EditorsAbout the SiteComes vs. MicrosoftUsing This Web SiteSite ArchivesCredibility IndexOOXMLOpenDocumentPatentsNovellNews DigestSite NewsRSS

04.24.13

Google Should Condemn CISPA

Posted in Site News at 1:39 am by Guest Editorial Team

Silence or support for CISPA plays into Microsoft’s long standing smear campaign against Google.

For weeks, people have been claiming that Google supports CISPA. Ten days ago, a trade group spoke up for Google [2]. Five days later, right before getting the bill passed by Congress, co author Mike Rogers took time to represent Google and most of the Silicon Valley,

They’ve been helpful and supportive of trying to find the right language in the bill … I always said if I could get Palo Alto and New York City on the same bill, I got something. We found that sweet spot in this particular bill.

Even Wikipedia claims Google support for CISPA, “Google has not taken a public position on the bill [27] but has shown previous support for it, and now says they support the idea but believe the bill needs some work”

Voice jacking may be a downside of being the most loved company in tech and the world [2] but the Microsoft press is having a field day with it. Microsoft’s long slog against Google paints the company as, an evil monopoly, really EVIL, screwing partners and violating user privacy for commercial gain at every turn, basically everything Microsoft is or wants to be. Recent examples include much noise about harmless wifi data collection, Android developers and user data, a flap over privacy policies, really, an unending flap, flap, flap. A long list of older smear jobs can be found by searching Groklaw for the proper terms. Google support for CISPA really would be a reversal and betrayal.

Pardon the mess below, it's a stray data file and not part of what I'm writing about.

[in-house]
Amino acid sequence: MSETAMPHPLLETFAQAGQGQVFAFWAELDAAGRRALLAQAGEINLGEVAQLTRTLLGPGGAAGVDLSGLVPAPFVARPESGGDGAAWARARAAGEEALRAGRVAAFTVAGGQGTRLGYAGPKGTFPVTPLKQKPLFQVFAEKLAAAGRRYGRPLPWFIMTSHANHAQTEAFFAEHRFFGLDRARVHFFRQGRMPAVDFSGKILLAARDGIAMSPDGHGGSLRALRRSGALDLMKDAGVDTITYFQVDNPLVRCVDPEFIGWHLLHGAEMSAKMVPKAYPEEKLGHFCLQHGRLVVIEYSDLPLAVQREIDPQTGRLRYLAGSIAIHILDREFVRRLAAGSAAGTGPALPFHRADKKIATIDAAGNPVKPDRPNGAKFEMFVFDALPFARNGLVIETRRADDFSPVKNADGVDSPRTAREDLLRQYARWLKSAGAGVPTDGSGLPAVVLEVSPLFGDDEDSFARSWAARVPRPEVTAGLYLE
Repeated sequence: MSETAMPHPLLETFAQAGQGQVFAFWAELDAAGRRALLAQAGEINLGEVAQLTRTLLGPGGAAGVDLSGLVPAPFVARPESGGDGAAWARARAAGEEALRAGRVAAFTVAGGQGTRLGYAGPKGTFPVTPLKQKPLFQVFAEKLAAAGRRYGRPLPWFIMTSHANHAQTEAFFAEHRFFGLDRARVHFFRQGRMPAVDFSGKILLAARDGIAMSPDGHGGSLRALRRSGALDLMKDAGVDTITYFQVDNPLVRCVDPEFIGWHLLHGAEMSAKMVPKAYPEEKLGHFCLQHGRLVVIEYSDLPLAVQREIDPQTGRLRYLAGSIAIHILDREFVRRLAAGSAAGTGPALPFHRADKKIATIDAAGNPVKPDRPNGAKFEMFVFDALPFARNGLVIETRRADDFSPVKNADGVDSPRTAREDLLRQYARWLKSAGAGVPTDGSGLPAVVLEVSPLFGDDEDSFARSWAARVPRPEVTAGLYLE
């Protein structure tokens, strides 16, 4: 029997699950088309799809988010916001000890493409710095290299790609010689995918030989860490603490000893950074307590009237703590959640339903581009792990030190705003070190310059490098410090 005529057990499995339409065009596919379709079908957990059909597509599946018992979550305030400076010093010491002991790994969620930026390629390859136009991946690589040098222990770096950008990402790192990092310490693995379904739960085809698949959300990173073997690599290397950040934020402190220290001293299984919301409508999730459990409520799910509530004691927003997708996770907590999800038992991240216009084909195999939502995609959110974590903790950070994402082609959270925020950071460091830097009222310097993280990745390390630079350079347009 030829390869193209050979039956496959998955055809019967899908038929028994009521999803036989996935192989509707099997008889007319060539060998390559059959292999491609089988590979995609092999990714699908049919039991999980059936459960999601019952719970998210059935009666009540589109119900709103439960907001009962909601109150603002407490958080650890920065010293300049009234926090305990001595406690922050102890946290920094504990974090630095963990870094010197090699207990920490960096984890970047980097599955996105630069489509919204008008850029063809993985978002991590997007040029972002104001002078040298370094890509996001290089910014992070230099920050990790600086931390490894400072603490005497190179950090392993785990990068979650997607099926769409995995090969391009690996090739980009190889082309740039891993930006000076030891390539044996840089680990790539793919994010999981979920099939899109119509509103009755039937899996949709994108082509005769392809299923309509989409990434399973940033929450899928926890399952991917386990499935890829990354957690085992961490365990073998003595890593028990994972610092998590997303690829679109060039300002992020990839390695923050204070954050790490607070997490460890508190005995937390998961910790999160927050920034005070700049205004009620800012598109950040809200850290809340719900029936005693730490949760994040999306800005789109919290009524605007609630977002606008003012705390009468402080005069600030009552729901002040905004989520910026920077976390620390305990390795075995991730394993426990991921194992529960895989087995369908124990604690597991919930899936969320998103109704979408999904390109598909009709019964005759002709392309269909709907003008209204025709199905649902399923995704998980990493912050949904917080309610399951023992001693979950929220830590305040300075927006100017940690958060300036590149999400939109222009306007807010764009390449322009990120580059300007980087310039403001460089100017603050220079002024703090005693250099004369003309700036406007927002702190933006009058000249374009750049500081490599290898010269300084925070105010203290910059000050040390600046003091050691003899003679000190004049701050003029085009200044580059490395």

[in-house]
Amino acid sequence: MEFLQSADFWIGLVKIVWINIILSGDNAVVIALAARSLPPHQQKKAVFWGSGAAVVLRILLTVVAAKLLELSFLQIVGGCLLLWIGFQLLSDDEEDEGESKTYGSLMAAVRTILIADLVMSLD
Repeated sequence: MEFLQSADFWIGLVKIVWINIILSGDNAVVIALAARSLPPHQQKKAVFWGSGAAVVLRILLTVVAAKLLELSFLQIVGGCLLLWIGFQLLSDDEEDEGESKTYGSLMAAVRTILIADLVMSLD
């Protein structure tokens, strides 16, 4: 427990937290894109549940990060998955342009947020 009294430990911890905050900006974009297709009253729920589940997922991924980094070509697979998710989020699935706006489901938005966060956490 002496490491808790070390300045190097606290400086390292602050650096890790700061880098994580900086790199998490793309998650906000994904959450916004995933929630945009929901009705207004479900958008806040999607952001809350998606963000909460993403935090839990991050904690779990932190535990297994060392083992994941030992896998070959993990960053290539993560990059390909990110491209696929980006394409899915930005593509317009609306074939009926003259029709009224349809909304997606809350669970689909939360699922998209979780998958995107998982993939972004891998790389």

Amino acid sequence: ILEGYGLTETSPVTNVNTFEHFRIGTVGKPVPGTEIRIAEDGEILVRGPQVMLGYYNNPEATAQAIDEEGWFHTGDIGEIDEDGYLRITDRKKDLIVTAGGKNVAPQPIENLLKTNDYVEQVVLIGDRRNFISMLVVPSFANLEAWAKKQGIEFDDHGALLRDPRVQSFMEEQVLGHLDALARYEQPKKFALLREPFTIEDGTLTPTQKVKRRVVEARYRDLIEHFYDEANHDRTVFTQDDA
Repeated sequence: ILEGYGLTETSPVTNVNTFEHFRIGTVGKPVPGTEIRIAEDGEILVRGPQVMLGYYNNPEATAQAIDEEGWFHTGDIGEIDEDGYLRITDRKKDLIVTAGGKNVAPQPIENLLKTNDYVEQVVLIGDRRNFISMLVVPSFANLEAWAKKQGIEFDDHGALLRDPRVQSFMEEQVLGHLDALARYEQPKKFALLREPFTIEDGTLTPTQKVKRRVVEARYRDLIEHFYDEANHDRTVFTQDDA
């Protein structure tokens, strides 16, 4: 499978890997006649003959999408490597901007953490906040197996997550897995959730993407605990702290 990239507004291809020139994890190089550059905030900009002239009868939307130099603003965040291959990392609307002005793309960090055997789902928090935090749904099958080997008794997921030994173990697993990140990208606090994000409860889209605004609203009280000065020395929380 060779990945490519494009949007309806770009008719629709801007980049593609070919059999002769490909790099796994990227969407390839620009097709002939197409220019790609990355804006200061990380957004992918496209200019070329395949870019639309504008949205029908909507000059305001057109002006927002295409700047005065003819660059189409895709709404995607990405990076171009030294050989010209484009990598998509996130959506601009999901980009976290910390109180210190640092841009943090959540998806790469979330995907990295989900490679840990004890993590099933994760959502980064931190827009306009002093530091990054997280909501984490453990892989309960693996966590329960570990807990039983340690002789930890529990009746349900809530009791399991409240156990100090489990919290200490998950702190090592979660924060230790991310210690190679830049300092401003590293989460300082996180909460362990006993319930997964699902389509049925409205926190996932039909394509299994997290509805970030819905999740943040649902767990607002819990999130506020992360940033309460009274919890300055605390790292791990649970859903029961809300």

Google’s long standing, official silence is baffling. Google was a hero in the fight against SOPA saying all the right things about censorship and privacy. Eric Schmidt has released an excellent excerpt from his soon to be published book about dangers to network freedom but it does not mention CISPA.

Informed opinion is overwhelmingly against CISPA, but they need help. Today, 34 prominent civil rights organizations issued a statement against the bill and most have been fighting it all along [2, 3]. The same groups also opposed SOPA but were unable to effectively reach the public without help from sites like Google and Wikipedia.

Continued silence allows the wrong people to control the narrative and demoralizes opponents. There have been several articles about how no one showed up for the first round of blackouts and how passage is inevitable without Google and Wikipedia support and how that’s not going to happen. They also say not to worry because Senate does not care and Obama will veto it. This is the usual narrative of the rich and powerful: You little people are weak and helpless, don’t struggle because it will only waste your time.

Techrights firmly opposes CISPA and has written against it several times [2] Users, companies, government and the internet itself don’t have a “cybersecurity” problem, they have a problem with second rate, non free software from companies like Microsoft. CISPA makes the problem worse by giving the usual suspects power to censor and harass [2] people trying to fix things.

Readers wanting to know the basics of CISPA are urged to read the EFF FAQ. Then join us in urging lawmakers to reject CISPA. We really can’t depend on Obama’s veto for this, he’s already signed an executive order almost as bad as CISPA and the house vote is sufficient to override a veto.

RSS 64x64RSS Feed: subscribe to the RSS feed for regular updates

Home iconSite Wiki: You can improve this site by helping the extension of the site's content

Home iconSite Home: Background about the site and some key features in the front page

Chat iconIRC Channels: Come and chat with us in real time

New to This Site? Here Are Some Introductory Resources

No

Mono

ODF

Samba logo






We support

End software patents

GPLv3

GNU project

BLAG

EFF bloggers

Comcast is Blocktastic? SavetheInternet.com



Recent Posts